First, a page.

Change Your Image
Upload An Image
Crop And Save
GWTW without Rhett
is one way of thinking about this film, which is an adaption of a play. The first act must end at the bedroom scene where Ashley/Pres forgets he came up the steps to cane his lady. The second ends with the conclusion to the ball scene. The third concluding act is announced with the title "One Year Later."
Like many plays it begins slowly, almost too slowly, as Wyler gives the viewer exposition: Buck Cantrell and friends, including Pres' brother, talking at the bar, the end result being arrangements for a duel the next day, The story moves to a party at Julie's house, where the host is notably absent. When she does appear on a fractious colt, bantering lightly with Our Gang's Stymie, and then her guests, her character is drawn and limned deeper by a trip to Pres' bank, where she interrupts an important meeting. All of these scenes are more or less padding, allowing Wyler to ring up the curtain on the Ball and the red dress. From that point, melodrama breaks out, holding the viewer to the fitting climax where Julie/Scarlett and Amy/Melanie almost switch roles.
What is important to remember is that Wyler and Warners were not doing a send-up of the yet to be released GWTW, but rather using Owen Davis' 'old and often produced play.' And what a job they did, working in the customary Warners' Black and White style. Maybe Davis would be stronger and more southern had it been in color, but the ball scene, and the dinner scenes at Halcyon would not have the impact they do here. The credits scroll over moonlit moss-covered trees, and bear a similarity to those used two years later in the Wyler/Davis masterpiece, The Letter. Both films were scored by Max Steiner, but in Jezebel, Steiner uses an old ballad of the period to underplay Julie's preparations for her reunion with Pres, and it is pure genius, something years ahead of its time. It begins low and slow but as Julie gets more frenetic, it becomes louder and faster.
Watch too as Julie/Davis uses the same nervous mannerisms with the cut flowers as she did as Leslie Crosbie and her needle work in The Letter. In fact the two films make a perfect Bette Davis doubleheader.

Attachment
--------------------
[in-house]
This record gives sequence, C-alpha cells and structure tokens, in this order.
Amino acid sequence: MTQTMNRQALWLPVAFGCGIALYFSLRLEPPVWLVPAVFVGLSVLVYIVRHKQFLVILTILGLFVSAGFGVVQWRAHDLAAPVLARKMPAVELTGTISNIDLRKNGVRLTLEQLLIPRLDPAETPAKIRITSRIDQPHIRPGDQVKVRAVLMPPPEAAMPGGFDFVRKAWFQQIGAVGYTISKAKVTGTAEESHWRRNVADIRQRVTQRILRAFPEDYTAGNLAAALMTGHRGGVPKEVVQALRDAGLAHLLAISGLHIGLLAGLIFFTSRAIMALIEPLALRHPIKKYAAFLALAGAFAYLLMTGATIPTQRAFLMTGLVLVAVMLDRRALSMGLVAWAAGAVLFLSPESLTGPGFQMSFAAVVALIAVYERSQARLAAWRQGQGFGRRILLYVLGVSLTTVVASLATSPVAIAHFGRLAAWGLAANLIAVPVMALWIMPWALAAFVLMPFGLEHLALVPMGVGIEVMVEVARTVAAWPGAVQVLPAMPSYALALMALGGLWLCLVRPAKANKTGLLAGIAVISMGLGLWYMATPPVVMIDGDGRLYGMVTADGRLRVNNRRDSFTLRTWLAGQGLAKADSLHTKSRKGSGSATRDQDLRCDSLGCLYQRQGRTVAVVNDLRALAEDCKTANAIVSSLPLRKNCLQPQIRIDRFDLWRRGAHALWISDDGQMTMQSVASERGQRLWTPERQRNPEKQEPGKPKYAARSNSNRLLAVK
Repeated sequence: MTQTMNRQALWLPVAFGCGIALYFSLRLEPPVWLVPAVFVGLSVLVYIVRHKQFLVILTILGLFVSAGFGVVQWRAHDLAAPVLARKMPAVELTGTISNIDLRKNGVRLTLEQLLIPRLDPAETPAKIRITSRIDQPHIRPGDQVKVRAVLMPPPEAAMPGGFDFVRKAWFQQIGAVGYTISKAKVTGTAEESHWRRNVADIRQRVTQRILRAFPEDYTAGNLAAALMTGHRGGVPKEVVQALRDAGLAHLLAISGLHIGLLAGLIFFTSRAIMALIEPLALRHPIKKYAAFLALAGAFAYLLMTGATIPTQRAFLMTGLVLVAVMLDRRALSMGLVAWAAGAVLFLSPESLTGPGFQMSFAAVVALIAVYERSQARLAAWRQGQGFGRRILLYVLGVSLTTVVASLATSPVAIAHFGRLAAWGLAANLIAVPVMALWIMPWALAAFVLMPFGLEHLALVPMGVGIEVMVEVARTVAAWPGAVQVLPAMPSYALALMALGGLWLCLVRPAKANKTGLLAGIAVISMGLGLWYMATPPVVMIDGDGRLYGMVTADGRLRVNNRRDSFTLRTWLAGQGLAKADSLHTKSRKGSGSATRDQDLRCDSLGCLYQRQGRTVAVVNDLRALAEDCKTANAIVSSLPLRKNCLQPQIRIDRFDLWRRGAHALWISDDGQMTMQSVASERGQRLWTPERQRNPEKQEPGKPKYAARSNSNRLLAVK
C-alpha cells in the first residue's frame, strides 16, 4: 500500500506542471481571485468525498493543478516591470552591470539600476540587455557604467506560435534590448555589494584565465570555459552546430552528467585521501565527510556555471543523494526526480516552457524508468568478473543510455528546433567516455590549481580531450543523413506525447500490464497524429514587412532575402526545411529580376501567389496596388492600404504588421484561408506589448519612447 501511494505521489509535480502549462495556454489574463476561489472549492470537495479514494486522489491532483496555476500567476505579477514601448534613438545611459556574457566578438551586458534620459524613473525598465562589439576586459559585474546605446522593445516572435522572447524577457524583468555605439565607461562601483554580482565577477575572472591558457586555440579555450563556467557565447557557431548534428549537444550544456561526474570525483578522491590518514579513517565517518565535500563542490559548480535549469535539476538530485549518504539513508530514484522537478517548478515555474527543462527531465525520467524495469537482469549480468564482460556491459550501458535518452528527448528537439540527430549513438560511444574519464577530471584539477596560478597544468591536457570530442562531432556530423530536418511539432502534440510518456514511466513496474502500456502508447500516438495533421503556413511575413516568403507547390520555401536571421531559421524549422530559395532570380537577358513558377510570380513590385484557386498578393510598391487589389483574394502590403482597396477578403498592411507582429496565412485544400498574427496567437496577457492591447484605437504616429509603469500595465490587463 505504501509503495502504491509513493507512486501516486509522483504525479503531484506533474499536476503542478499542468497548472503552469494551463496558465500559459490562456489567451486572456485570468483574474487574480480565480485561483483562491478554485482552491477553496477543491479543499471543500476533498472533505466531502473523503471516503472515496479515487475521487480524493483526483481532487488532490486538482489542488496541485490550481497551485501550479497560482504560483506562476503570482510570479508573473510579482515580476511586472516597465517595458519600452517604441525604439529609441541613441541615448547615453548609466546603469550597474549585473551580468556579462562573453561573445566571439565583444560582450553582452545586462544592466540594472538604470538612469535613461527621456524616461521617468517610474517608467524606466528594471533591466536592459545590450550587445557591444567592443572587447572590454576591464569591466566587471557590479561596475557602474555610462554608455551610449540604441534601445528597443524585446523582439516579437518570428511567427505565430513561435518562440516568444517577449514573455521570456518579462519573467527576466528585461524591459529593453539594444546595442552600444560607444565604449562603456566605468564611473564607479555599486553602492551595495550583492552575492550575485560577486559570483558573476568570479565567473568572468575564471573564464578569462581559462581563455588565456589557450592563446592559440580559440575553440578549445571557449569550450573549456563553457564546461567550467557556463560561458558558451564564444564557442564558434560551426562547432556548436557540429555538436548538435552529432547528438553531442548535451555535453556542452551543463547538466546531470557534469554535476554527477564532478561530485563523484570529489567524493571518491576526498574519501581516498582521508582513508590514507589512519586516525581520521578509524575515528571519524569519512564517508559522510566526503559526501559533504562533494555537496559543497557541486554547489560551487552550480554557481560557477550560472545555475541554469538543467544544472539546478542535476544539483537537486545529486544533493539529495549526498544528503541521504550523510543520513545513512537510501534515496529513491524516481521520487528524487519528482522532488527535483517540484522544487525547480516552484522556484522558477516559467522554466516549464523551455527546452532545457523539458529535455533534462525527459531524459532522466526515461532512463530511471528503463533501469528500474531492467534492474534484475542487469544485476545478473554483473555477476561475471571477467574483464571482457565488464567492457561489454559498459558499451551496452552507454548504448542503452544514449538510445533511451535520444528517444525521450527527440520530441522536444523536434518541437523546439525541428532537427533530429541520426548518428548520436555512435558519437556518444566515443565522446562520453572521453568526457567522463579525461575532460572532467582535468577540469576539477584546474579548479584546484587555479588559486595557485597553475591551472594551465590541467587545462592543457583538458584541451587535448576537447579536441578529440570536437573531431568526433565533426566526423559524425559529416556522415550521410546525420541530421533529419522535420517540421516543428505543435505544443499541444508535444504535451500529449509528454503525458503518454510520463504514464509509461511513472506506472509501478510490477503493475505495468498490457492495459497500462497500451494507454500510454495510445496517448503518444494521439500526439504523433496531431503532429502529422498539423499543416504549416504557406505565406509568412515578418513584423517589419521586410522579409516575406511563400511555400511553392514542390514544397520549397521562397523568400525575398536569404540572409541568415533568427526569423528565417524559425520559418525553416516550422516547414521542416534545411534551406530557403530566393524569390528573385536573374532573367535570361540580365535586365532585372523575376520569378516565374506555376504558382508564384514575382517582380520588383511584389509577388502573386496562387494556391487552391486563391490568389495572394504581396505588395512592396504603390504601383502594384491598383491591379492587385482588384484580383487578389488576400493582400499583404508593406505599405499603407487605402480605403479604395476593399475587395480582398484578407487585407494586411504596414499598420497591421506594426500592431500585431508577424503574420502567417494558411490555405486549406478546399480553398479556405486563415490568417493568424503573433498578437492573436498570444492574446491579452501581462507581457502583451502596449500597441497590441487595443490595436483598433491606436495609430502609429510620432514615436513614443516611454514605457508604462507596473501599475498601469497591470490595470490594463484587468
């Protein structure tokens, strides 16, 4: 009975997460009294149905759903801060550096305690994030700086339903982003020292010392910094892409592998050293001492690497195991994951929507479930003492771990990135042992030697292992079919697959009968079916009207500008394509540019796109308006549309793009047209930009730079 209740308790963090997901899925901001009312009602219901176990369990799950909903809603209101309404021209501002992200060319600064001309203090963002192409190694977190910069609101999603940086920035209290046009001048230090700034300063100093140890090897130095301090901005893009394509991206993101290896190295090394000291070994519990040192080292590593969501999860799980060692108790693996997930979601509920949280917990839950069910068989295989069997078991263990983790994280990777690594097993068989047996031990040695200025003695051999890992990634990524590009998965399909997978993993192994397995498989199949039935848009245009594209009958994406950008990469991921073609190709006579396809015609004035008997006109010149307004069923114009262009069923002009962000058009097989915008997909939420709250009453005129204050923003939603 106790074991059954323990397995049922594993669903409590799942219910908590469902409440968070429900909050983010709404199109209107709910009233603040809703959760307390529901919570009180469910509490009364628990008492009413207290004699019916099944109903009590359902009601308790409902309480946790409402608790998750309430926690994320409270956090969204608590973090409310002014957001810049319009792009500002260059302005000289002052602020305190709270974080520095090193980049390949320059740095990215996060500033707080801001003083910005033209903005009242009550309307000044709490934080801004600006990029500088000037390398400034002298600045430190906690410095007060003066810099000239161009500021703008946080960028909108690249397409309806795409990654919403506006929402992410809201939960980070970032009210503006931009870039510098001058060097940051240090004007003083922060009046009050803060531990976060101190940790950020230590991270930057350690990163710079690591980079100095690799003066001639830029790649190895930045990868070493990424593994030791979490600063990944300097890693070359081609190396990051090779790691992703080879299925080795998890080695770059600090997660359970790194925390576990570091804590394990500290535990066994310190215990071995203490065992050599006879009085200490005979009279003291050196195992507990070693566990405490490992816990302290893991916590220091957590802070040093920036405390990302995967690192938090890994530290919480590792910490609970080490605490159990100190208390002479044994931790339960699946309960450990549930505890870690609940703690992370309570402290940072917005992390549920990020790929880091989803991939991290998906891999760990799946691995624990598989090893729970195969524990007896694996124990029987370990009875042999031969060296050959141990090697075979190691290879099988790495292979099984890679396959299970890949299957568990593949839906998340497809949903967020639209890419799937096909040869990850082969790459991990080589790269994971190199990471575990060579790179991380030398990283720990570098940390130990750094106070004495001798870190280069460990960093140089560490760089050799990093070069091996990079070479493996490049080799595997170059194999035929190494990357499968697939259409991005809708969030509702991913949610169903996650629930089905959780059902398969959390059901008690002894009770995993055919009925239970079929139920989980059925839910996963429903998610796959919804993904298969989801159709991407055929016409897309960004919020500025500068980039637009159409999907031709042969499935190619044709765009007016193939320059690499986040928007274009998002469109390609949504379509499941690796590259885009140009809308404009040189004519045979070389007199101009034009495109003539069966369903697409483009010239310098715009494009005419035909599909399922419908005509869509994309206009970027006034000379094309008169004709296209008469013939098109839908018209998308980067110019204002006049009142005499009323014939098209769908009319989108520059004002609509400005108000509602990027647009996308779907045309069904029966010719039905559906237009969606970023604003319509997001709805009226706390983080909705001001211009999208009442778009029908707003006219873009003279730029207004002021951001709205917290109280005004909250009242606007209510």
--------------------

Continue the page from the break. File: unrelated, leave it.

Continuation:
Raggedy Man (1981)
Return of Boo Radley
Sissy Spacek has this kind of part down pat, so praise comes too matter-of-fact. I liked the 'Aw Shucks" charm of Eric Roberts as the sailor who receives a 'Dear John" telephone call, and once he disappeared from the film, a lot of its life fizzled away. It's a small film with limited exposition, so that the dinner scene with the boys substituting their long lost father for the departed Teddy seemed to come from almost nowhere. Then despite all of their wailing, they gladly fall in with Mom's desire to move to San Antonio. Then it is headlong into a scene that is part To Kill A Mockingbird and part Straw Dogs.
The problem with the script, and I suspect the screenwriter realized this, is that the Raggedy Man sails too close to Boo Radley, and so the plot must steer away from devices like having the boys be afraid of him. Yet he cannot disappear, so we have shots of him lurking about, or shots of his shop, lest we forget he is part of the story.
I think the film would have worked without him even being part of it, a small tale of a thwarted four day liberty if told from the sailor's point of view, or better, simply a tale of a four day honeymoon for the divorced women. But heaven forbid, there would have been little action. Somehow the ending violence robbed me of my memory of Sissy dancing with her broom while the Andrews Sisters sang.
The Letter (1940)
A fine wine that has aged well
From the opening scene down on the old rubber plantation to the final triumph of the inscrutable orient, this film keeps us in our seat. Wyler,the screenwriters, and Leslie Crosbie manage to wreck three lives in an amazing 98 minutes. Hammond was dead a few frames into the film, but lawyer Stephenson will never be able to practice his trade with the same suave surety again, and husband Marshall is unlikely to ever recover from the kick in the gut as Leslie/Bette Davis tells him she still loves the man she killed.
Maugham's tight little melodrama comes off better in the hands of master Wyler than Forster's Passage to India, another tale of colonial life brought to the screen by David Lean. Made in 1940, and written long before that, Maugham's and the film's characters did not have to include an Edward Fox giving an apologia for his fellow white men, and so we are able to concentrate on the pure melodrama of the story of a woman who shot her lover.